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Heart Advice from a Mahamudra Master (Paperback)
This book is by a Tibetan lama who spent three decades in meditation retreat in Tibet and India and then 22 years teaching Buddhism in Europe. It contains teachings that he considered vital for treading the Buddhist path to liberation, especially for westerners, and that he gave again and again to his Western students. His advice on Buddhist practice is simple and yet profound; it extends from the basics all the way up to the highest teaching of Mahamudra. His words are imbued with an authority and authenticity that comes from having tested these teachings and practices in the fire of his own extraordinary meditative experience. There is no dogma or display of rote learning in this book - everything offered here is heartfelt advice coming from personal experience and constitutes essential fare for the practitioner. The outstanding characteristic of the book is its singular power to inspire the reader to dedicate themselves seriously to Buddhist practice. It will be helpful to newcomers to Buddhism who want a practical and authoritative introduction to its key themes. It will also be of great value to experienced practitioners who will find in it countless gems of advice to help them resolve remaining uncertainties about their Dharma practice. Also included in the book is a lengthy chapter that tells the fascinating tale of Gendun Rinpoche's life and practice in the monasteries and mountains of Tibet, his escape to India, his interactions with the 16th Karmapa, and his powerful impact on his numerous Western students.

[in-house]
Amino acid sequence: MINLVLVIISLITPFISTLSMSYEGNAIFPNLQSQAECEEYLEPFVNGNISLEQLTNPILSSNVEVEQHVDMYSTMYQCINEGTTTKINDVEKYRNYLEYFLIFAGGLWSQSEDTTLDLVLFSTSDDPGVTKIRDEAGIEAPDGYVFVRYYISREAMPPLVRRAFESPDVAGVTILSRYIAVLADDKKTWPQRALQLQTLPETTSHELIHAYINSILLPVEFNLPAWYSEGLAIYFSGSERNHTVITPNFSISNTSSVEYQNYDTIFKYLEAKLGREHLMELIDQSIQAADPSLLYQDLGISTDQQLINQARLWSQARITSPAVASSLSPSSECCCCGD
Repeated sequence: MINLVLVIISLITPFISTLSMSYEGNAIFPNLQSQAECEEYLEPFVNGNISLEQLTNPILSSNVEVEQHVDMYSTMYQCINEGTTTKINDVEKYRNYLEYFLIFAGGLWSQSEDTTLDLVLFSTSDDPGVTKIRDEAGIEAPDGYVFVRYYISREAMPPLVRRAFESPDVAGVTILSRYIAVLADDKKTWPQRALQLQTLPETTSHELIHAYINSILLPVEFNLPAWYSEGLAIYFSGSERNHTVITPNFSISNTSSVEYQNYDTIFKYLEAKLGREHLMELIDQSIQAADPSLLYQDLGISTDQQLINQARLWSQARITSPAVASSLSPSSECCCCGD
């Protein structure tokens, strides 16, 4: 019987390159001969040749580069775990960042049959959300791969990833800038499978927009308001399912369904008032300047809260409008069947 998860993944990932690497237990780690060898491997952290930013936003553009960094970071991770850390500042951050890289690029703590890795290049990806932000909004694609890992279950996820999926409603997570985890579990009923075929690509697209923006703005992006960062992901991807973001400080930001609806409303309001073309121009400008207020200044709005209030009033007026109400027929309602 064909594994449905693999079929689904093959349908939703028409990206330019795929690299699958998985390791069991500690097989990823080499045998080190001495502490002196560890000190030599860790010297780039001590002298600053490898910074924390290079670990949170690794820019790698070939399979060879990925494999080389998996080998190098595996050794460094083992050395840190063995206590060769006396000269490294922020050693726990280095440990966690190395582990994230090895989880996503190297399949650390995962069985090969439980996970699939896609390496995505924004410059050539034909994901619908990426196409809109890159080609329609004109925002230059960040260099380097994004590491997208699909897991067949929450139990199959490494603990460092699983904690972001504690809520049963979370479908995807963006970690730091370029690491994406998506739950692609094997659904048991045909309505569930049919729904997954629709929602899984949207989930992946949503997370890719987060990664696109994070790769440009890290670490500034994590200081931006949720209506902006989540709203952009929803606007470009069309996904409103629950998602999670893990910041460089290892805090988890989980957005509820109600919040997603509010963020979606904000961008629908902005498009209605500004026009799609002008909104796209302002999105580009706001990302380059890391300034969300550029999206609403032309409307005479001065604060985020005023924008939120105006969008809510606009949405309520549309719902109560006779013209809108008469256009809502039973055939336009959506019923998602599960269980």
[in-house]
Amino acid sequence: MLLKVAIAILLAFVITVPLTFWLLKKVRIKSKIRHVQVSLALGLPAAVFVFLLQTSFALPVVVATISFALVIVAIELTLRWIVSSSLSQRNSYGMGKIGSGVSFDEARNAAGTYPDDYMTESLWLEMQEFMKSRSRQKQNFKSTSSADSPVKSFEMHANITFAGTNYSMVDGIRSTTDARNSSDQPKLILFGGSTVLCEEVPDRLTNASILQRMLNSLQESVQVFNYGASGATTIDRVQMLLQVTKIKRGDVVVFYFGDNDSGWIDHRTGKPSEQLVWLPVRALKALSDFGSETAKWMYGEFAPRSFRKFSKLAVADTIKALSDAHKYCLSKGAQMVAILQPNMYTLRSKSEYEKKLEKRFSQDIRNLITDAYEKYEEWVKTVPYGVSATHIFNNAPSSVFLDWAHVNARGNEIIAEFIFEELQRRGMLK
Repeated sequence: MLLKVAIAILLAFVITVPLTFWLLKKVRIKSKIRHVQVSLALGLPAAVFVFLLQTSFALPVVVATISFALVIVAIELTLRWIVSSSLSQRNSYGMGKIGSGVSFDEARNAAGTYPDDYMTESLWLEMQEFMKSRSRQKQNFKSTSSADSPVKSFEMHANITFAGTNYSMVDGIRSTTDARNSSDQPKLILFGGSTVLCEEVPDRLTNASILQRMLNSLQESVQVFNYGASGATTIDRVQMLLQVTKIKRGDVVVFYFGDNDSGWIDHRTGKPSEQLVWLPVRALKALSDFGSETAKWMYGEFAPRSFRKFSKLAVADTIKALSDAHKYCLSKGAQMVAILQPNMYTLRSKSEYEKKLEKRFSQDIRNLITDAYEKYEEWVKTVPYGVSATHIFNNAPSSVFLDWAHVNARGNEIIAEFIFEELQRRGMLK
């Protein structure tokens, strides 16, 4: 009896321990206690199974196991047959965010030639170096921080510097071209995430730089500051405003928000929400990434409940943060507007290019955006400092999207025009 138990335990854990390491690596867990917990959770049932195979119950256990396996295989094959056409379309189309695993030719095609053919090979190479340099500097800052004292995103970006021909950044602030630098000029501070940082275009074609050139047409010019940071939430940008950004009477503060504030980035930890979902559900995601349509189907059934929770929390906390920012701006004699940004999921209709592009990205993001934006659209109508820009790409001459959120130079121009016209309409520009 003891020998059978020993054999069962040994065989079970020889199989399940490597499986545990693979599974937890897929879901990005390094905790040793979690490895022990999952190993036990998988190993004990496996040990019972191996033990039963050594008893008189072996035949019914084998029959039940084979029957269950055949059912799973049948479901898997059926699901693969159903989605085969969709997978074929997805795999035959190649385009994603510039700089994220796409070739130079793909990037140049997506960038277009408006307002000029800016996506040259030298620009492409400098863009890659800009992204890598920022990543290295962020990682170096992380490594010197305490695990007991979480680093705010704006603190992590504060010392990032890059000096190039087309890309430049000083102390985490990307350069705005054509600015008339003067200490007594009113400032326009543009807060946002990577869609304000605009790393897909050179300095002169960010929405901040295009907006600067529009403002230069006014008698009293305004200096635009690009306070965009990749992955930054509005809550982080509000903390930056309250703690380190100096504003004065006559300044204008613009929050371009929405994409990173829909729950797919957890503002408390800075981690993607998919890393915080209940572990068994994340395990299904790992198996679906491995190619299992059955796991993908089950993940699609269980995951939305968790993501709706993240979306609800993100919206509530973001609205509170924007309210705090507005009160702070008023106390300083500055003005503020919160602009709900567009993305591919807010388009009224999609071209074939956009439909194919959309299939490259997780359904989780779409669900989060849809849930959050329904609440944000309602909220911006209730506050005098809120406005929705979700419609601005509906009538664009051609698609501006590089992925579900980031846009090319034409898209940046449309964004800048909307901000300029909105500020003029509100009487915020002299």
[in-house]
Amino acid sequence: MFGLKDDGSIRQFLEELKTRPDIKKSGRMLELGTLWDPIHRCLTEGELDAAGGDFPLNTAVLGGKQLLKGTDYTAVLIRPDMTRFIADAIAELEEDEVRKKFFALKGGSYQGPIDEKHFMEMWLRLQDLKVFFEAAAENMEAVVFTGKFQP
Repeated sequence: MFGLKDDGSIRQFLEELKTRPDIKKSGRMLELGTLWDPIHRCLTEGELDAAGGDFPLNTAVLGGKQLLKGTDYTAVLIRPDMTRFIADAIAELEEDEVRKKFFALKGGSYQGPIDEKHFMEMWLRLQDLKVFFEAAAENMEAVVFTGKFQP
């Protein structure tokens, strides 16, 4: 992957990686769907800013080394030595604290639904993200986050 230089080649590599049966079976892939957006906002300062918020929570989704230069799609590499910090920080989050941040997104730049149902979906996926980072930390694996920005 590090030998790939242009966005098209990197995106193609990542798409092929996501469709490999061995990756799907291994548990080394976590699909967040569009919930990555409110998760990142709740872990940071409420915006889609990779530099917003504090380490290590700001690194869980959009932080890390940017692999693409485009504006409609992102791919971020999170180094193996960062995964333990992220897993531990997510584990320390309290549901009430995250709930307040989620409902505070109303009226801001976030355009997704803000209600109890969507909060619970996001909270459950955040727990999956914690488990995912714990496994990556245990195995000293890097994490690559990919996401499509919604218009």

Gendun Rinpoche (1918-1997) belonged to that extraordinary group of great Tibetan Buddhist meditators trained entirely in Tibet who were driven into exile by the Chinese occupation of their homeland and who later in their lives spread the Buddhist teachings in the West. Practicing in the Karma Kagyu tradition, he spent over 30 years meditating in closed retreat in Tibet and India. His accomplishments were such that his principal teacher, the 16th Karmapa, who sent him to Europe to teach, compared him to the great 11/12th century Tibetan yogi Milarepa. In the final years of his activity in Europe he succeeded in firmly planting the Buddhist teachings in Western soil by establishing numerous teaching, practice and retreat centers. He trained more than a hundred Western disciples as teachers or lamas who are now continuing his legacy.